Dow Jones Fights Journalists’ Expulsion In Thailand

By: Uamdao Noikorn, Associated Press Writer

(AP) Two foreign journalists facing expulsion from Thailand denied Monday they were a threat to national security, and appealed against an order revoking their visas.

The Immigration Department canceled the visas of American Shawn Crispin and Briton Rodney Tasker on Friday after they wrote a Jan. 10 article claiming there were tensions between the prime minister and the king.

The Foreign Correspondents Club of Thailand, a professional journalists association, said it was “deeply shocked and dismayed.”

“Should this deportation be carried out it will result in immeasurable harm to Thailand’s reputation in the world community as a tolerant democracy and haven for free expression,” said an open letter Monday from the club to Prime Minister Thaksin Shinawatra.

Crispin, Bangkok bureau chief of the Hong Kong-based Far Eastern Economic Review magazine, and Tasker, its longtime correspondent, were accused of being a threat to national security and social order.

Tongkramol Chantarat, a lawyer for the U.S.-based Dow Jones & Co., which owns the magazine, appealed the order with the Immigration Department on Monday. He said he applied for an extension of his clients’ visas, citing health reasons. He did not elaborate or say when the government will respond.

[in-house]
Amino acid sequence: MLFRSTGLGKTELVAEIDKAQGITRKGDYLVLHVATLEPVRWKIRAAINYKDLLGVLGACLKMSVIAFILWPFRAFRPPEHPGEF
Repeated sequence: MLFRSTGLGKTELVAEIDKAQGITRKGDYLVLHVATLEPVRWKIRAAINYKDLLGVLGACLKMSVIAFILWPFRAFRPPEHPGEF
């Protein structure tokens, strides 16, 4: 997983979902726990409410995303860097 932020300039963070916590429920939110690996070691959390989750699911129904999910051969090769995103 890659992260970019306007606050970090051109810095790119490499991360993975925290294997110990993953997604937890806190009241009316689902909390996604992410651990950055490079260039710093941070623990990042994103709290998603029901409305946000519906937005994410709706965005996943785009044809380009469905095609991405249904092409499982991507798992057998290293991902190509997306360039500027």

In a written statement from Hong Kong, the magazine said it “strongly rejects the charge that any of its reporters or executives are a threat to Thailand’s national security.” Publisher Philip Revzin said, “We strive for fairness and accuracy in all our coverage. We have no agenda but telling the truth.”

Revzin said no one in the Thai government has pointed out factual errors or asked for a correction of the Jan. 10 article.

The article cites a speech in December by King Bhumibol Adulyadej in which he asked Prime Minister Thaksin Shinawatra to be more tolerant of criticism.

Although the king is a constitutional monarch with no role in government, he is held in high regard among Thai people and seldom subject to negative public comment.

It is the first time in decades that Thailand, which has a reputation for press freedom, has taken such harsh measures against foreign journalists. “This tactic is reminiscent of a witch hunt and is an unwarranted attack on free expression,” said a joint statement by the Thai Journalists Association and the Southeast Asian Press Alliance.

Interior Minister Purachai Piemsomboon told reporters that the order to expel the two journalists was not a vindictive move by the government but simply a police matter. “This matter has nothing to do with prime minister’s personal anger over FEER. Please do not speculate that the government has ordered the police to do such kind of thing,” he said.

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